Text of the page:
Written by Tiffany as part of the We’re Moms Too series.
My 9-year old son Alex and I were watching a cartoon the other day called, “Total Drama: Revenge of the Island.” It is a cartoon parody of “real-life” reality shows such as Survivor and is quite humorous. In this particular episode, one of the characters was celebrating his freedom and taste of the outside world as his mom had “kept him in a bubble his entire life.”
Upon hearing this, Alex shot me a somewhat accusing look. “What?” I asked innocently. He raised an eyebrow and continued watching the show.
Seconds later, my husband entered the room and I laughingly repeated the exchange ending with an incredulous, “and Alex looked right at me.” My son had turned off his “parental hearing feature,” tuned out the world around him and continued to watch the show.
My husband responded with a “hmmm.” What’s interesting about the “hmmm” is that he delivers it in such a way that it’s impossible to determine which of the “S’s” he is being, sarcastic or supportive.
At any rate, I chose to ignore them both but I found myself pondering on what was being implied, that I was a bit of an over protective parent.
I consider myself a very practical and cool mom. I’m not prone to bouts of nostalgia. I did not cry when my son went to kindergarten (I saved my tears for first grade). I have not thrown out his baby furniture, toys or clothing for a variety of reasons. The regulations on baby furniture and toy regulations have changed so much that I wouldn’t want someone to snag an unsafe item from the curb on trash day.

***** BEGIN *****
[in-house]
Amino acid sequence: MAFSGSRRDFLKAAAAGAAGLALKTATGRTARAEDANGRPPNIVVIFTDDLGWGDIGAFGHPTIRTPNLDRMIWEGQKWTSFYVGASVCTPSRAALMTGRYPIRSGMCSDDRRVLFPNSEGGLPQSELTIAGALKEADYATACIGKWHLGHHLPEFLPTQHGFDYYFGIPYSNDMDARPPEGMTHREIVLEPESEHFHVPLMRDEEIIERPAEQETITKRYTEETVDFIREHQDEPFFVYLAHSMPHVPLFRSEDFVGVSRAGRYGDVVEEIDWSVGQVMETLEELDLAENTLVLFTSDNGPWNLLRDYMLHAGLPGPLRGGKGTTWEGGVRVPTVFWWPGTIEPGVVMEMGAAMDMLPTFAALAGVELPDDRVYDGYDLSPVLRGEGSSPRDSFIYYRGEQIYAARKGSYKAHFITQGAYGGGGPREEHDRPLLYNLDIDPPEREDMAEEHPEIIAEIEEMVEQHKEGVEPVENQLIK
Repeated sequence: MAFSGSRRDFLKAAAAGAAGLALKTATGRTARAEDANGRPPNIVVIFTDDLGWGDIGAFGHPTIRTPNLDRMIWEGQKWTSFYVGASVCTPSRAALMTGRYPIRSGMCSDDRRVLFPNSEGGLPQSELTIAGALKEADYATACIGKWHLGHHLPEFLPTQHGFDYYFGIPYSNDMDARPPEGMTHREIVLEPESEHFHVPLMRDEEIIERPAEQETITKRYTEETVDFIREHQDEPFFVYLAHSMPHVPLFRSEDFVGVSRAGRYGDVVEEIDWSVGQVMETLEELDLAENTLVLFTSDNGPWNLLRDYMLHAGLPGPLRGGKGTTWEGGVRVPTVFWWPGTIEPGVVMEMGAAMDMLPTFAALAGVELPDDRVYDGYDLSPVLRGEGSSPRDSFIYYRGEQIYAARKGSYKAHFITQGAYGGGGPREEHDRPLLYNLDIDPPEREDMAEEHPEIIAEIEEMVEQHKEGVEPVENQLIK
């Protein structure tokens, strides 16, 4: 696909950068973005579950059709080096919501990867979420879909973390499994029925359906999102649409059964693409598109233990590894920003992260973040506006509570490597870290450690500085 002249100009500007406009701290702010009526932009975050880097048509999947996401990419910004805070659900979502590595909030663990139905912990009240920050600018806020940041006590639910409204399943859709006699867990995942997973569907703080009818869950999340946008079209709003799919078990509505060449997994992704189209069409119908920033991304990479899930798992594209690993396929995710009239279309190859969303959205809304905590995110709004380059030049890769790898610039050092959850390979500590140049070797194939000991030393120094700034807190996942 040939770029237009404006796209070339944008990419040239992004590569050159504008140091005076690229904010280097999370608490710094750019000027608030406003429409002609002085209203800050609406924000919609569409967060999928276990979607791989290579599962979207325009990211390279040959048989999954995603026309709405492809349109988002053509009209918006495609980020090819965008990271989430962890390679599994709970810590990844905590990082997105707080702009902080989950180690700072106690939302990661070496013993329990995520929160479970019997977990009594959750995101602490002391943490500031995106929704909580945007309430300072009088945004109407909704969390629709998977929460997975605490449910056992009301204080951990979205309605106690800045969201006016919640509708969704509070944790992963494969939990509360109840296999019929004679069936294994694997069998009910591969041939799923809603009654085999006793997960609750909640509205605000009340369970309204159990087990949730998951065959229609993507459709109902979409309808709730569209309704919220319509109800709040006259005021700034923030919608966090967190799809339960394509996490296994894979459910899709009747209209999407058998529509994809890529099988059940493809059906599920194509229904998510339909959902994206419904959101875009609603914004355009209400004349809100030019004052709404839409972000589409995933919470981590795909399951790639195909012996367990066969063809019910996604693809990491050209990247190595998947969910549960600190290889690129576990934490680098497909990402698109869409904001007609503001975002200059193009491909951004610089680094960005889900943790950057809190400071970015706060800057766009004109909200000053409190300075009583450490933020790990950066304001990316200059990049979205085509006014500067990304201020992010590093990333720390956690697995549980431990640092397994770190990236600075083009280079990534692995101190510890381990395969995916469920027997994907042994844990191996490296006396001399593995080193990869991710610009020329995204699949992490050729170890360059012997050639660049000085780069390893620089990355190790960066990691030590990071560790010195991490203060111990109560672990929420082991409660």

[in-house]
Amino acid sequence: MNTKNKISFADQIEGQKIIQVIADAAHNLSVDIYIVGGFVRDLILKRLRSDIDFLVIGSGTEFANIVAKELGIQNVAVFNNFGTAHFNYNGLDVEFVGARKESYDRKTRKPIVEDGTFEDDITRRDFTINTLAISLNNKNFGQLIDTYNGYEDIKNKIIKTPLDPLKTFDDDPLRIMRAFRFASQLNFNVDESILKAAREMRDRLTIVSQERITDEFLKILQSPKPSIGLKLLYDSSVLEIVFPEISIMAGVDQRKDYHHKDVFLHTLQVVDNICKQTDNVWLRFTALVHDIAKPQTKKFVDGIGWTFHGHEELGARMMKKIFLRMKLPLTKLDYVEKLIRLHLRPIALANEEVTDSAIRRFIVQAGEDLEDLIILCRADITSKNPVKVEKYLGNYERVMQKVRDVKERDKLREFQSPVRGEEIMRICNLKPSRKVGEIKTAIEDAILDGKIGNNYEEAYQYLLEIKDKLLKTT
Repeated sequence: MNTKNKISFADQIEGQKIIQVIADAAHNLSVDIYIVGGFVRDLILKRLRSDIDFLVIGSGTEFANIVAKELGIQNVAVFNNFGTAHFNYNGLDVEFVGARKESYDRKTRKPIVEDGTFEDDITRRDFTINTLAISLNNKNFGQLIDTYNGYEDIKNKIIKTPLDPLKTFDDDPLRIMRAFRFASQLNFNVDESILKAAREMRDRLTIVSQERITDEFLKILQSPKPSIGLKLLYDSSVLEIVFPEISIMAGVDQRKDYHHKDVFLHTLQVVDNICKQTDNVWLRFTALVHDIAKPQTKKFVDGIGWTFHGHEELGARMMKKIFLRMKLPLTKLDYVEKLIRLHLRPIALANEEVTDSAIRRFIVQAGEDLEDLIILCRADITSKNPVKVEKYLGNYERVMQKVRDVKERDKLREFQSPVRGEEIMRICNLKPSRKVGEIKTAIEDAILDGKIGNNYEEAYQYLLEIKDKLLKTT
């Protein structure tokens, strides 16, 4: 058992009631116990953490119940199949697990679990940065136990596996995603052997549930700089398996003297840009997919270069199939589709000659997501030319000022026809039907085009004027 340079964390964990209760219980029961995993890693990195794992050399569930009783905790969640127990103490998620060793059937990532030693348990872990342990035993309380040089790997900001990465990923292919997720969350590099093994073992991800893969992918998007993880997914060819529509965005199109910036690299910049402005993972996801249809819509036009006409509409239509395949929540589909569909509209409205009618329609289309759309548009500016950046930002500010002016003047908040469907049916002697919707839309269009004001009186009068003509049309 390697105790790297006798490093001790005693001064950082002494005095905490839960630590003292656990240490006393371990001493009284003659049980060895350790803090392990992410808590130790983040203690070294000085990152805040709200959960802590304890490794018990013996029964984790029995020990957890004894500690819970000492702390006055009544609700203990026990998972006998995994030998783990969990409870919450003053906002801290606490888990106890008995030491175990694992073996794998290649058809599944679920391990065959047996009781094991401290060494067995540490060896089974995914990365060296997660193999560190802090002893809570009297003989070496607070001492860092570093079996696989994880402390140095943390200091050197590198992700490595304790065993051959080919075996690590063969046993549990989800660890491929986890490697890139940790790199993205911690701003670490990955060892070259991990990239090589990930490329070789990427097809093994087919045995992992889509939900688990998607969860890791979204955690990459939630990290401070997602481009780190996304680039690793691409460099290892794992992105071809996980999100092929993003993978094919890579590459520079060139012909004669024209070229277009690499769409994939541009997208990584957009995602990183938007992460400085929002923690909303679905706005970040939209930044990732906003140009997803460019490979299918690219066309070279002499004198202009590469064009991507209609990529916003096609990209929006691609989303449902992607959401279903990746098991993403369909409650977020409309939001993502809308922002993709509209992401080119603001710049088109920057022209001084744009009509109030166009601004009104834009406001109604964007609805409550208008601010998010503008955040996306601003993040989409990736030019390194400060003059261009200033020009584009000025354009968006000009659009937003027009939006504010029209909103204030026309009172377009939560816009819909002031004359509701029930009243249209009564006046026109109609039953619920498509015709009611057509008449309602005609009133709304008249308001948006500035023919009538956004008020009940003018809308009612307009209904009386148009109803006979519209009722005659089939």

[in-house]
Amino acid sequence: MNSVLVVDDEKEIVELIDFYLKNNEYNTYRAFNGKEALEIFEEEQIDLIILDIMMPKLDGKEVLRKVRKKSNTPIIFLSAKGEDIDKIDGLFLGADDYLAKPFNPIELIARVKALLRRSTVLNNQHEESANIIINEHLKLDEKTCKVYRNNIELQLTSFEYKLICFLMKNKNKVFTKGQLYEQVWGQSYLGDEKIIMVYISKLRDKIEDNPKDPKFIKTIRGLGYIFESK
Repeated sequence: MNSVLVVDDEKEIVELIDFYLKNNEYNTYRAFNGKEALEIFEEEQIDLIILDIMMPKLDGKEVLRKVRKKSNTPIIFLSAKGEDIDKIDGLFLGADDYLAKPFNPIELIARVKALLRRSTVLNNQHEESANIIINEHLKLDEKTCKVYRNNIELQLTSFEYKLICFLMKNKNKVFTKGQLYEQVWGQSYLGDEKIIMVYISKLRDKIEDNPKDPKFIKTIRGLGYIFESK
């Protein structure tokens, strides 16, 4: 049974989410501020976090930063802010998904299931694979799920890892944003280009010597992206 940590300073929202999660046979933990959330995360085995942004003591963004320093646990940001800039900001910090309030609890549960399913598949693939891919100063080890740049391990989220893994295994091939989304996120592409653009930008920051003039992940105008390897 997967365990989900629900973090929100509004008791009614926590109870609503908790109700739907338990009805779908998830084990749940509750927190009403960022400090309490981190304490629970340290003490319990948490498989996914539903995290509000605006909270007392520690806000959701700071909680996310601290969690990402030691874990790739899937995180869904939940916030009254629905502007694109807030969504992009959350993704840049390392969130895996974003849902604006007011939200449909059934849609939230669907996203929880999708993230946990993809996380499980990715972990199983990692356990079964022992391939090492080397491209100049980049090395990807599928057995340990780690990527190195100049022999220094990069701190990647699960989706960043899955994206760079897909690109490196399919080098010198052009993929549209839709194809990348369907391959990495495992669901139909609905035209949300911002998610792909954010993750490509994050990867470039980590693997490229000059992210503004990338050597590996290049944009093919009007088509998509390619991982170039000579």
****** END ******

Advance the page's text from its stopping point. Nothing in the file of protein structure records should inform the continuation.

I would need to re-wash all of the neatly folded (and organized by age) clothing and the one or two outfits my husband would initially want to keep would grow to three, four, five, six and…then I would have to manage his nostalgia. Most of the clothes are probably out of fashion anyway so, if you think about it, it just doesn’t make sense.
I digress, back to the bubble comment. I wouldn’t actually put Alex in a bubble. I’m not a helicopter mom. The ONLY reason I would consider it would be to keep him safe. Hypothetically, this would only be when he was without immediate (read: within arm’s reach) supervision. The only reason I’m even giving the idea a second thought is because I work for a toy manufacturer and our designers could definitely design…
I’m joking. I would never put Alex in a bubble. I can watch him perfectly fine from the bay window I’m planning on having installed. It just happens to overlook the street and homes where he and his friends play. See, I’m not a helicopter parent. Quite possibly, I am a drone (pun intended).
Tiffany is the Senior Director of Human Resources at Step2. When she is not listening to her son come up with creative ideas to avoid doing anything other than gaming or trying to convince the dog that he is not human, she spends her time reading fiction, water color painting and shopping on Amazon (Prime!).